At a very young age, McCann began what was – at the time – her dream job as a film and continuity specialist.
“It’s the glue that holds the entire production together,” said McCann who has worked on iconic shows from Mother and Son and Play School to Commonwealth and Olympic Games broadcasts.
“We make sure the footage will be cut together to ensure continuity, but also every department needs something from you and at the same time we are giving all sorts of information to them. Ultimately we solve problems before they even happen.”
From the head of props wondering if the door was open or closed in the last shot, to the Director needing confirmation of the last rehearsal time, McCann would have it all covered. How?
“You have to be focussed, determined, be a good planner and you have to be very well prepared.”
“Television is a tough, tough, tough environment. I was very young when I began and I was often the only female on a very male-heavy crew. You need resilience to start, but you also build resilience on the job.”
Comfortable being the outlier, McCann shares her secret to successfully gaining respect and cut-through in that male-dominated environment.
“I was the best at the job in the business,” she says simply.
But being the best didn’t mean McCann would stay put. In fact, from a very young age her parents – who undoubtedly sensed her focus and determination – had said to McCann ‘you just have to imagine the impossible is possible’.
So she did.
Her journey has taken her from program making to influencing decisions at the highest level. She now chairs Grant Thornton’s board, and also sits on boards of a diverse and eclectic portfolio including ASX, public and private firms across the technology, media, health, education, accounting, financial and professional services sectors.
“I didn't ever imagine this when I began working in the television industry all those years ago,” she says.
“But I think what helped me along the way were the skills learned early in my career ... they proved very useful along my journey.”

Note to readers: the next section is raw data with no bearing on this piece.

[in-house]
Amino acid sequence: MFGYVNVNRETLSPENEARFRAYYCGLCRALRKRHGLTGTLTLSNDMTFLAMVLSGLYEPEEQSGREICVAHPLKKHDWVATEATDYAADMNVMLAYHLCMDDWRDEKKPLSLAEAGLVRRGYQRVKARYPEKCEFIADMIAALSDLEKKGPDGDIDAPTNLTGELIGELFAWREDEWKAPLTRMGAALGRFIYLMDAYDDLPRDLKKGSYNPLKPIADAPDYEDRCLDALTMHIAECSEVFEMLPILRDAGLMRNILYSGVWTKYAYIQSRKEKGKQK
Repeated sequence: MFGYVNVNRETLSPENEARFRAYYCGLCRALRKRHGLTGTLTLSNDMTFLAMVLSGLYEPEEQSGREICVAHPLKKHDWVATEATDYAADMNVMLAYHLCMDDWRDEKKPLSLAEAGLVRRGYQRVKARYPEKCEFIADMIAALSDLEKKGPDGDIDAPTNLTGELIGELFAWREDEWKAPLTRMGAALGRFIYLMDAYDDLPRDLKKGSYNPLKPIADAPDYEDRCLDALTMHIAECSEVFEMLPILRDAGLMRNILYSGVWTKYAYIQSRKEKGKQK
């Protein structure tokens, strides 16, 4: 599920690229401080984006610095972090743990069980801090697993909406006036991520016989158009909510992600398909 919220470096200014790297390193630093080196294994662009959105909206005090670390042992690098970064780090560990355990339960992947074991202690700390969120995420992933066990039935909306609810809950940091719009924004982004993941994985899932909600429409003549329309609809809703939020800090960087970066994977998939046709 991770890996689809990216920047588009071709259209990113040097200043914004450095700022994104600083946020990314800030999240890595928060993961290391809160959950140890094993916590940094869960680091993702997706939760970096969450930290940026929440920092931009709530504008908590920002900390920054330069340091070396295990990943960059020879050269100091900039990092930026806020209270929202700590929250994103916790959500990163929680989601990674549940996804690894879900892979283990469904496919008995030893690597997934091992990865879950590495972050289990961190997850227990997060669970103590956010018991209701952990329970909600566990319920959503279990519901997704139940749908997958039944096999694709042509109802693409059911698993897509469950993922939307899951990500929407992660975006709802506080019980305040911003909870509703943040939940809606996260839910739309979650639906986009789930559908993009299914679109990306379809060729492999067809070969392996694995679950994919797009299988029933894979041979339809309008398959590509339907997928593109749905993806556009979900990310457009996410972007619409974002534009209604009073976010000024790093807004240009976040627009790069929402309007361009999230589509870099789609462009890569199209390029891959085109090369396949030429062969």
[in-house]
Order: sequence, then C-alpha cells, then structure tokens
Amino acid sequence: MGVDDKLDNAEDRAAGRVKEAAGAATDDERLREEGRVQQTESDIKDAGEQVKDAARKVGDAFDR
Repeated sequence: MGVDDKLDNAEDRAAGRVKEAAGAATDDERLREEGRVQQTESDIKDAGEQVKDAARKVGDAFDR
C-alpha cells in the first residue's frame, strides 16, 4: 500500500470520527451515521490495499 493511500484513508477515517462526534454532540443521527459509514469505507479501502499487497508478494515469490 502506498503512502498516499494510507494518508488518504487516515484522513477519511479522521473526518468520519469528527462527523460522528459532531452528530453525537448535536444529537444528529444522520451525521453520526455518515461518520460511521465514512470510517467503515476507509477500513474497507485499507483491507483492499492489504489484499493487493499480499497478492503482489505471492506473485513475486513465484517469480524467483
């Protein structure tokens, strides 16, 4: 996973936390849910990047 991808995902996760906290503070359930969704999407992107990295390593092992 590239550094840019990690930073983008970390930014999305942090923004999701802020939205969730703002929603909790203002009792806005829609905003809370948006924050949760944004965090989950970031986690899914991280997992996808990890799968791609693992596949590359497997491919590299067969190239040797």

McCann then quotes fellow Grant Thornton board member Andrea Waters.
“You cannot be what you cannot see.”
She uses the quote in reference to something else that was crucial for her to make the move from “moving out of what was considered a support role to where I am today.”
“I was lucky to have a mentor who helped me see that with my skills and capabilities I could do way more than I was then doing. By making it visible to me, I could then really believe it,” she said.
“When I think about this against the backdrop of diversity within organisations – not just gender, but broader diversity – this element of visibility is so important.
“If you can't see it, then really believing you can do it is actually seriously hard.”
McCann is one of four women on the nine person Grant Thornton Board – take the CEO out of the equation and there's gender parity. Not only that, but the backgrounds of the Board are all so diverse which, McCann says, sends a strong message to employees, potential employees and clients.
“Diversity is critically important. When we talk about diversity, it’s beyond gender, it’s about diversity of thought.”
“One of the great things we see when we have diversity, is it enables really robust discussions. It brings about enhanced and better outcomes. Having diversity visible makes a huge difference to the people within the organisation, and that’s ultimately good for people and good for business.”
Contrasting the number of women around her today with the lack thereof in her early career, McCann says indicates a significant shift.
“I’ve had the experience of being the only female in my television days and then the experience of being the first female on a number of boards … and it is challenging! But when you get the second and the third it changes the dynamic.”
Whilst there has been a significant change from my early career there is still a long way to go. The challenge remains in how to keep talented women and other carers in the workforce as they have families and take on parenting responsibilities (which realistically impact for 15 years until children have a level of real independence). Governments need to think cleverly and innovate as to how some form of free universal childcare could make a significant difference. This could be a solution for productivity gains or alleviating the skills shortage – they need to be brave and see it as an investment in the future by building an asset for the nation, and not view it as a cost.
Now the diversity ball is well and truly in motion, McCann offers a piece of cautionary advice, which if followed could see greater, faster and deeper traction in achieving diversity into the future.